Email This Page to a FriendWhy I am a Boatbuilder (and Not a Doctor), by Harry Bryan
April 16, 2013
The purpose of this short autobiographical essay, that I wrote for a local high school job fair, is to offer encouragement to students who are not having an easy time in school.
My father was a doctor. His father died when Dad was quite young, leaving little money for my grandmother and her five children. Dad worked hard to help the family and eventually to put himself through medical school. Having been driven by necessity to become a financial success, he had little tolerance for those who did not work hard, and little understanding of how artistic pursuits could be as valuable as a professional career.
From as far back as I can remember I built things, and I took other things apart to see how they were made. Dad had a hobby-type woodworking shop, and I inherited a set of books called The Boy Mechanic from my uncles. These were old books, published soon after the invention of the automobile and the airplane, and their magic was in telling young readers that building these marvels was something that they could do themselves. However, I do not think that either the shop or The Boy Mechanic books initiated the desire to create things with my hands. It is more likely that that was a part of my personality from birth.
My father warned me that I could not make a comfortable living from a shop. It was understood that I would become a doctor or lawyer, and thus have the money and time to set up a shop as a hobby.
My formal schooling was not successful. I could not concentrate in class or make myself do homework. Each report card sent home for a parental signature resulted in stern discipline. It wasn’t the low grades that made Dad so angry as much as the teacher’s rating of my effort…..poor.
My parents paid to send me to a private high school with the hope that my grades and attitude would improve. They did not, and I was bothered by a sense of guilt for wasting money spent on tuition as well as a growing concern as to how I would support myself as an adult. My high school class of 88 students was graduated in 1964. I was rated 88th.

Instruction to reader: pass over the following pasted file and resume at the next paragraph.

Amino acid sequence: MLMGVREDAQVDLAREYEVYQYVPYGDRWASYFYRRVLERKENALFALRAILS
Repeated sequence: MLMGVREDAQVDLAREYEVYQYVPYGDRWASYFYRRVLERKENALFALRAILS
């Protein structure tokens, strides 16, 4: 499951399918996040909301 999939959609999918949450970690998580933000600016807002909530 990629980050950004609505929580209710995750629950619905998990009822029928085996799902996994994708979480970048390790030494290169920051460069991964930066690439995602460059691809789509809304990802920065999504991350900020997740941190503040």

Throughout these years I spent all the time that I could in the school shop or, on vacations, in the shop at home. I made go-carts, furniture, rockets, and boats. I wanted to build more boats. Instead, I went to university for a year and a half, then dropped out.
After four years in military service, I tried school again. Here, I was influenced by two people who told me the same thing that the publishers of The Boy Mechanic had told me many years before. The first person, who was a teacher, told me that I should do what I loved doing, and learn through that love. He told me that sitting in rows and memorizing information was not the best way for some people to learn. The second person told me that if I wanted to spend my life building boats then that’s what I should do. I will always be in debt to that teacher who suggested that it wasn’t necessarily my fault that school was so hard for me. I married the second person.
Because of these two people, I now believed in myself. I went to the university library as often as I could and learned about tools and materials, about boats, about gardening, and about how to construct buildings. I never did graduate because it no longer mattered. I had learned how to learn, and that is the most important thing a school can teach.
My father was right. Few people make very much money creating things in a small shop. A modest income, however, can be sufficient if it’s combined with a frugal lifestyle. Anything you don’t buy is like money in your pocket. Anything you do or make for yourself teaches you skills, as well as costing less than paying someone else to do it for you. We have been taught that a key to financial security is specialization. It is more likely that the foundation of real security is diversity. To make ends meet, I not only build boats, but write about them, sell plans, and teach the skills of boatbuilding and woodworking to others. My shop can build other things of wood besides boats, if need be.
I often think that if I had been a good student, I might have spent my working life doing something unsuited to me. I can’t go back in time to avoid those years of uncertainty, but I can try to reach out to others who are struggling in school and ask them what it is that they really like doing and urge them to believe in themselves and do it.
Harry Bryan, April, 2013
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